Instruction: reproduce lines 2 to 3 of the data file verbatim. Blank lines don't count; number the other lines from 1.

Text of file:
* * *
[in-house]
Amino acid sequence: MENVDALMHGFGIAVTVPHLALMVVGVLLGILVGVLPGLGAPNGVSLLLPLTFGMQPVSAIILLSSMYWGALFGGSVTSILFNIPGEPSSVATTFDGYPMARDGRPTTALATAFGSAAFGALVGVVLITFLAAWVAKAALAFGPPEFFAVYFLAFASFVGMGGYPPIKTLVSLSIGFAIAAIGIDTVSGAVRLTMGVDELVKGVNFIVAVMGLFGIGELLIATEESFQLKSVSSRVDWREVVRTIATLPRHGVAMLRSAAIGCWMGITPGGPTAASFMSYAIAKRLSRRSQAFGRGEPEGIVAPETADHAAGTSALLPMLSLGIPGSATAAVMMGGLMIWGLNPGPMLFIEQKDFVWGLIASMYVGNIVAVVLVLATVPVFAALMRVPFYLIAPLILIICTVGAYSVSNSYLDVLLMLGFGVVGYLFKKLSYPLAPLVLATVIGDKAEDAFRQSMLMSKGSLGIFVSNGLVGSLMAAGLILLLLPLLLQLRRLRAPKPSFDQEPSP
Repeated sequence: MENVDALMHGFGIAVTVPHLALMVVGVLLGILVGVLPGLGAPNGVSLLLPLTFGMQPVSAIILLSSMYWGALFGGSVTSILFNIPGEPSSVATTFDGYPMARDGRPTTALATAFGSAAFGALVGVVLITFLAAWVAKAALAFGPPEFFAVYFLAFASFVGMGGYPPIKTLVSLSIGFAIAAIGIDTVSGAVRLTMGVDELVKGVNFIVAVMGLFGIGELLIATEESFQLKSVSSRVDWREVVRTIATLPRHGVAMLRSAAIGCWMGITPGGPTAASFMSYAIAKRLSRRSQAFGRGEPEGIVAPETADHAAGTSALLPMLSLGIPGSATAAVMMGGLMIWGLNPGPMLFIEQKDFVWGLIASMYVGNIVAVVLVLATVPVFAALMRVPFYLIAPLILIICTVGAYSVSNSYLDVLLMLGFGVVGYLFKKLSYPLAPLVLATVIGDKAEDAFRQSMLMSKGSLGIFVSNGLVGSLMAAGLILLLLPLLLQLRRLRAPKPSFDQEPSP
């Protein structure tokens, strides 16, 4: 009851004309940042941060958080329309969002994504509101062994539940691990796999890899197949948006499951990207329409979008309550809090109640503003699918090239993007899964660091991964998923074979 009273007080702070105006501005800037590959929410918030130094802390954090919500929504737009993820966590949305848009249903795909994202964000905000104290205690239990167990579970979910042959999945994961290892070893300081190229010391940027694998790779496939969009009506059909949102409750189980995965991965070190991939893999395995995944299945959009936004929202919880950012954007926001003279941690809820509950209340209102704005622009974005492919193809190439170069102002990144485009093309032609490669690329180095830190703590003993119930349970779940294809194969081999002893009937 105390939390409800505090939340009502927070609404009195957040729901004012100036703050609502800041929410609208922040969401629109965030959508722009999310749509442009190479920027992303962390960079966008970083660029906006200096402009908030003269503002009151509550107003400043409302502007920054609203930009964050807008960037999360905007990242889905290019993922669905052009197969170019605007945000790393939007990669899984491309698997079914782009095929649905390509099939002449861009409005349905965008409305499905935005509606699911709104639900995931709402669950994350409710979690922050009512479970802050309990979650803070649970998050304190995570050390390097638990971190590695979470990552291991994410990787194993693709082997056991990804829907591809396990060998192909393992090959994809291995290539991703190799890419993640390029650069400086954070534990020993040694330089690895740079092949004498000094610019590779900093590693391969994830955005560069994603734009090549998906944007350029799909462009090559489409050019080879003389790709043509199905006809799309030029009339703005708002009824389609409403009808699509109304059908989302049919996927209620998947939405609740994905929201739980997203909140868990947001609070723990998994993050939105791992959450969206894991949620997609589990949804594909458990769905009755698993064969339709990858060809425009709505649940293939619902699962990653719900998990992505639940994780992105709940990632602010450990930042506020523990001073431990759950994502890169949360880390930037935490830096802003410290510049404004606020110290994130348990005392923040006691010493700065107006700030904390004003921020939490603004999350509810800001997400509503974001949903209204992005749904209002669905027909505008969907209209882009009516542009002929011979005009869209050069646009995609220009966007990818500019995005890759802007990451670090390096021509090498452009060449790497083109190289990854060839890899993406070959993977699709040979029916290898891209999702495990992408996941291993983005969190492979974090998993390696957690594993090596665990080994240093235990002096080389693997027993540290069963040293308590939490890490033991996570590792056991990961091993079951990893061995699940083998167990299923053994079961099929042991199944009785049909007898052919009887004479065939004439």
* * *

Amino acid sequence: MENVDALMHGFGIAVTVPHLALMVVGVLLGILVGVLPGLGAPNGVSLLLPLTFGMQPVSAIILLSSMYWGALFGGSVTSILFNIPGEPSSVATTFDGYPMARDGRPTTALATAFGSAAFGALVGVVLITFLAAWVAKAALAFGPPEFFAVYFLAFASFVGMGGYPPIKTLVSLSIGFAIAAIGIDTVSGAVRLTMGVDELVKGVNFIVAVMGLFGIGELLIATEESFQLKSVSSRVDWREVVRTIATLPRHGVAMLRSAAIGCWMGITPGGPTAASFMSYAIAKRLSRRSQAFGRGEPEGIVAPETADHAAGTSALLPMLSLGIPGSATAAVMMGGLMIWGLNPGPMLFIEQKDFVWGLIASMYVGNIVAVVLVLATVPVFAALMRVPFYLIAPLILIICTVGAYSVSNSYLDVLLMLGFGVVGYLFKKLSYPLAPLVLATVIGDKAEDAFRQSMLMSKGSLGIFVSNGLVGSLMAAGLILLLLPLLLQLRRLRAPKPSFDQEPSP
Repeated sequence: MENVDALMHGFGIAVTVPHLALMVVGVLLGILVGVLPGLGAPNGVSLLLPLTFGMQPVSAIILLSSMYWGALFGGSVTSILFNIPGEPSSVATTFDGYPMARDGRPTTALATAFGSAAFGALVGVVLITFLAAWVAKAALAFGPPEFFAVYFLAFASFVGMGGYPPIKTLVSLSIGFAIAAIGIDTVSGAVRLTMGVDELVKGVNFIVAVMGLFGIGELLIATEESFQLKSVSSRVDWREVVRTIATLPRHGVAMLRSAAIGCWMGITPGGPTAASFMSYAIAKRLSRRSQAFGRGEPEGIVAPETADHAAGTSALLPMLSLGIPGSATAAVMMGGLMIWGLNPGPMLFIEQKDFVWGLIASMYVGNIVAVVLVLATVPVFAALMRVPFYLIAPLILIICTVGAYSVSNSYLDVLLMLGFGVVGYLFKKLSYPLAPLVLATVIGDKAEDAFRQSMLMSKGSLGIFVSNGLVGSLMAAGLILLLLPLLLQLRRLRAPKPSFDQEPSP